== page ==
For some reason, I assumed that because it gave no errors it worked properly. Of course I should know better than that. I noticed today that it had each entry (and it went back a full year) listed twice except for the most recent one which was posted after I put it up. I deleted the extra entries, but I suspect that once it updates from the feed again and sees this new post the same thing will happen again. My feed looks okay to me, so I don’t think that is where the issue lies. I guess I’ll see for sure after this post gets noticed by facebook.

I just discovered something that Facebook does that I wanted to have in Myspace for a long time. There is a Facebook application called Notes. It is sort of a poor-man’s blogging tool, but it can import an external blog through an rss feed. That mean I can do this blog on blogger (assuming I ever post anything) and have it automatically show up on Facebook. I think it is very cool that I can have a blog on Facebook without having to trap my info in Facebook. Myspace has a blog, but has no way to import from another blog unless you want to copy and paste text each time (which is a really poor solution). I appreciate being able to fully participate in the flavor of the month social network while still keeping my data where I want it and can control it.

I trust Google. I really do. At least more than I trust any other company that I deal with regularly.

At the same time, I’ve been using computers long enough that there is only one kind of backup I trust completely: a backup that I control on local medium.

So, in light of that, I have a python script to help create backups of blogs on blogger.

The script, is available on my webpage under the GPL v2.0.

This is a fairly primitive script, but it does have some nice features (especially the fact that it works well unsupervised as a cronjob). There are two main requirements. First, you must have python installed. Any halfway reasonable UNIX-like system will have it, and it exists for Windows as well. Second, you must set the feeds in the blogger dashboard to ‘full’.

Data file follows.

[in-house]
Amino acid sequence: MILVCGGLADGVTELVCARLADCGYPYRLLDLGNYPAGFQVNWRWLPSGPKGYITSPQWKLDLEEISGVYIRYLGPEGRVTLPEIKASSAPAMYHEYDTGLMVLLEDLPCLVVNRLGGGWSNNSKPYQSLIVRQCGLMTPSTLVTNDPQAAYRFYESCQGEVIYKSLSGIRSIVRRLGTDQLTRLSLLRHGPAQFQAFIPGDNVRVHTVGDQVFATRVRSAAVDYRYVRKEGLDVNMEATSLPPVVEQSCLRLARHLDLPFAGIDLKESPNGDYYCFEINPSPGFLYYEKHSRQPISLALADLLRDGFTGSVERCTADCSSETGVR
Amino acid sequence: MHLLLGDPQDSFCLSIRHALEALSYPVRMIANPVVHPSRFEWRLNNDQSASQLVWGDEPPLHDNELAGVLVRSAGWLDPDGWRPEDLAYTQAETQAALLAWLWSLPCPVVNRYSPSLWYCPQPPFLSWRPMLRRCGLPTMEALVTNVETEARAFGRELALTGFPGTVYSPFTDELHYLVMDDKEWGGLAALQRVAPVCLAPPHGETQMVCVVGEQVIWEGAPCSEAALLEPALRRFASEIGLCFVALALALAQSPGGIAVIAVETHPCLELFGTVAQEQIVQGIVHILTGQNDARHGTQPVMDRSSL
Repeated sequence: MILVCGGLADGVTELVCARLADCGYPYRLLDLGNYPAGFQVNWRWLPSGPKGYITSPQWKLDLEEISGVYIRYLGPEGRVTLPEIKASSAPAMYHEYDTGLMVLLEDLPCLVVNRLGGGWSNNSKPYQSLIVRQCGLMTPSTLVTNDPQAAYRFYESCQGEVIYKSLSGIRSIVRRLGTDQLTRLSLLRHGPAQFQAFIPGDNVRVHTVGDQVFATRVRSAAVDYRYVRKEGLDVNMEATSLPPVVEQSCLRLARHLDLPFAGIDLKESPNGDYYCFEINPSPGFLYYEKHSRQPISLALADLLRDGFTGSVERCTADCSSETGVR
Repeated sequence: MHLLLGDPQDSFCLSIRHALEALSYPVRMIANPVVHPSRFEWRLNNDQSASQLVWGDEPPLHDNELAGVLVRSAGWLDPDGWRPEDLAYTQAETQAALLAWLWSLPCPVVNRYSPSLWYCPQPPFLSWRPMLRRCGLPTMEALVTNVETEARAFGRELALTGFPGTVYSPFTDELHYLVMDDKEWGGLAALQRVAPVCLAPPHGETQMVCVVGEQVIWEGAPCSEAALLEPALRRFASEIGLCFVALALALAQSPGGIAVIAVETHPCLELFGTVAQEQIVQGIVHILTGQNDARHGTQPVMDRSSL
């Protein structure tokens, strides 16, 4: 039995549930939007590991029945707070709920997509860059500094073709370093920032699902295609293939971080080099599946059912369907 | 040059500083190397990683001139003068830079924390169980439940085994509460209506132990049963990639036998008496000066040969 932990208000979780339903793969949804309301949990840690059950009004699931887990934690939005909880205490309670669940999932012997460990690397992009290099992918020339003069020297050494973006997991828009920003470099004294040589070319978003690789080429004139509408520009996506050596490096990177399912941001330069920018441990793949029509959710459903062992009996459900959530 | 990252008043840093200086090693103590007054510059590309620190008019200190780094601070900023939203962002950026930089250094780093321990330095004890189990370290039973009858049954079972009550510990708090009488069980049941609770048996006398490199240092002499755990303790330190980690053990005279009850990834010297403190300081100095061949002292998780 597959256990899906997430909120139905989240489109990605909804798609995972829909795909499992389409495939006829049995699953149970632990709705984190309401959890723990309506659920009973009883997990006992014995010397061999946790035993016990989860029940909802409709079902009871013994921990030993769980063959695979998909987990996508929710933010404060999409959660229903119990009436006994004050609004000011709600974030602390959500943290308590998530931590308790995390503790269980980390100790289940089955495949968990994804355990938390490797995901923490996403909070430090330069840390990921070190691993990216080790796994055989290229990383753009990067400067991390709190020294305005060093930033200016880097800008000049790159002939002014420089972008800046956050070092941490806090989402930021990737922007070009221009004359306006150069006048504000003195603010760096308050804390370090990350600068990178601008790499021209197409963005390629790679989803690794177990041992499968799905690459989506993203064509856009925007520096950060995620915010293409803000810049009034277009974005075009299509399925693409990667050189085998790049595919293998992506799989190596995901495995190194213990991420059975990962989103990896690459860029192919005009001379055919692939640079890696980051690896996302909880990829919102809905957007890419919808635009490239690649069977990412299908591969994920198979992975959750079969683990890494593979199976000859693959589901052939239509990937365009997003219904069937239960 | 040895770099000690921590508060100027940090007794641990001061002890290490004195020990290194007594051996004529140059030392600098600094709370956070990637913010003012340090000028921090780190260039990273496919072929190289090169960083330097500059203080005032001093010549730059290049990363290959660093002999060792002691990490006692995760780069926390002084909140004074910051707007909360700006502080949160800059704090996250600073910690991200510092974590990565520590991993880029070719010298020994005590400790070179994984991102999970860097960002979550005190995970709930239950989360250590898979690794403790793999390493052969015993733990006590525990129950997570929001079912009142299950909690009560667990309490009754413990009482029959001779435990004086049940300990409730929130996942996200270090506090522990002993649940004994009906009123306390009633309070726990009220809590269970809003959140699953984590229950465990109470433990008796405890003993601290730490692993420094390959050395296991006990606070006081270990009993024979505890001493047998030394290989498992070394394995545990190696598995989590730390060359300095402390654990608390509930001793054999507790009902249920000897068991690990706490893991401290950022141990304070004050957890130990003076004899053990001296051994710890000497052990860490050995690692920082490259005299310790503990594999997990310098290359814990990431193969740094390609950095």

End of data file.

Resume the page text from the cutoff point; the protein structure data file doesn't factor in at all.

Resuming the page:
Once those two things are taken care of, just run the script followed by the name of the blog. In my case, it would be:

./ netpurgatory

This gets an xml file with the 100 most recent posts and the 100 most recent comments. (Kayhan pointed out that contrary to what I thought, you can only grab 100 of each thing, not 1000 with this script. Hopefully I can find some way around it before moving to using the Google API.) It cannot get more than that or get photos that are up (probably in a picasa album). I hope to fix those by moving from a simple python script to the Google API for blogger and picasa. Those provide much more powerful features (but they require installed libraries) and should allow for a more complete backup. For the moment however, my script will do.

I’ve got something in the works to backup gmail accounts as well (using the libgmail libraries), but that will have to wait a bit.

I decided to try labeling posts from now on. I’m not positive if I like it, but it is unobtrusive enough that it can’t hurt. Luckily, I’ve made so few posts so far that it wasn’t very hard to go and label everything.

So I’ve finally been updated to blogger beta which uses the normal google accounts. One less login to remember is a very nice thing.